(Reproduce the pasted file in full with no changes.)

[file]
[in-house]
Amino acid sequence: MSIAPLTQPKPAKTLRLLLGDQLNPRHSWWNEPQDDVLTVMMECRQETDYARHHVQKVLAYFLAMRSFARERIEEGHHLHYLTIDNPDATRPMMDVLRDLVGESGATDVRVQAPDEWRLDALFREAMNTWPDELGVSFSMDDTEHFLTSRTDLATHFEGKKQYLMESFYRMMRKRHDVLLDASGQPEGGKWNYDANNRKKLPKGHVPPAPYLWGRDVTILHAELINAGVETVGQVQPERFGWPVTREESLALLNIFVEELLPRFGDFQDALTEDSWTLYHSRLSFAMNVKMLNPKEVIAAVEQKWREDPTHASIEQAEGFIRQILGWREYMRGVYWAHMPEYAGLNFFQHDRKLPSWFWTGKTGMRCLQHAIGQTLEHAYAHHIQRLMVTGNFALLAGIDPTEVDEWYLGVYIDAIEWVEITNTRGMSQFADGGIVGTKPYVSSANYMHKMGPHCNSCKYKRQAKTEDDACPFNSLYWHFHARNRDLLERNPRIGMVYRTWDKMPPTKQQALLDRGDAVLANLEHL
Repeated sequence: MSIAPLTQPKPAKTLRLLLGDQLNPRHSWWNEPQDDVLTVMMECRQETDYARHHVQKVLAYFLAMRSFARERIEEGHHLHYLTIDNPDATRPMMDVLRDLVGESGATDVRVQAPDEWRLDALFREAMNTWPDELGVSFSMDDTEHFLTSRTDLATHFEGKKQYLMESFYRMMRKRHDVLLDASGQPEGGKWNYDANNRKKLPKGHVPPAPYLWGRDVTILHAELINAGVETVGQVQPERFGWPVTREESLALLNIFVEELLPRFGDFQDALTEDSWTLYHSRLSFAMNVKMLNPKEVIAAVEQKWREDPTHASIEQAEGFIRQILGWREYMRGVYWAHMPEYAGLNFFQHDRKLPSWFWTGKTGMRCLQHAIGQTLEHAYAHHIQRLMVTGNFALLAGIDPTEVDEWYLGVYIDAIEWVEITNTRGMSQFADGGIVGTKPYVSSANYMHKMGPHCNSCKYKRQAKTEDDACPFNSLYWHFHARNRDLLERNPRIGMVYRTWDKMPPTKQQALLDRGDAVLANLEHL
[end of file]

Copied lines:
[in-house]
Amino acid sequence: MSIAPLTQPKPAKTLRLLLGDQLNPRHSWWNEPQDDVLTVMMECRQETDYARHHVQKVLAYFLAMRSFARERIEEGHHLHYLTIDNPDATRPMMDVLRDLVGESGATDVRVQAPDEWRLDALFREAMNTWPDELGVSFSMDDTEHFLTSRTDLATHFEGKKQYLMESFYRMMRKRHDVLLDASGQPEGGKWNYDANNRKKLPKGHVPPAPYLWGRDVTILHAELINAGVETVGQVQPERFGWPVTREESLALLNIFVEELLPRFGDFQDALTEDSWTLYHSRLSFAMNVKMLNPKEVIAAVEQKWREDPTHASIEQAEGFIRQILGWREYMRGVYWAHMPEYAGLNFFQHDRKLPSWFWTGKTGMRCLQHAIGQTLEHAYAHHIQRLMVTGNFALLAGIDPTEVDEWYLGVYIDAIEWVEITNTRGMSQFADGGIVGTKPYVSSANYMHKMGPHCNSCKYKRQAKTEDDACPFNSLYWHFHARNRDLLERNPRIGMVYRTWDKMPPTKQQALLDRGDAVLANLEHL
Repeated sequence: MSIAPLTQPKPAKTLRLLLGDQLNPRHSWWNEPQDDVLTVMMECRQETDYARHHVQKVLAYFLAMRSFARERIEEGHHLHYLTIDNPDATRPMMDVLRDLVGESGATDVRVQAPDEWRLDALFREAMNTWPDELGVSFSMDDTEHFLTSRTDLATHFEGKKQYLMESFYRMMRKRHDVLLDASGQPEGGKWNYDANNRKKLPKGHVPPAPYLWGRDVTILHAELINAGVETVGQVQPERFGWPVTREESLALLNIFVEELLPRFGDFQDALTEDSWTLYHSRLSFAMNVKMLNPKEVIAAVEQKWREDPTHASIEQAEGFIRQILGWREYMRGVYWAHMPEYAGLNFFQHDRKLPSWFWTGKTGMRCLQHAIGQTLEHAYAHHIQRLMVTGNFALLAGIDPTEVDEWYLGVYIDAIEWVEITNTRGMSQFADGGIVGTKPYVSSANYMHKMGPHCNSCKYKRQAKTEDDACPFNSLYWHFHARNRDLLERNPRIGMVYRTWDKMPPTKQQALLDRGDAVLANLEHL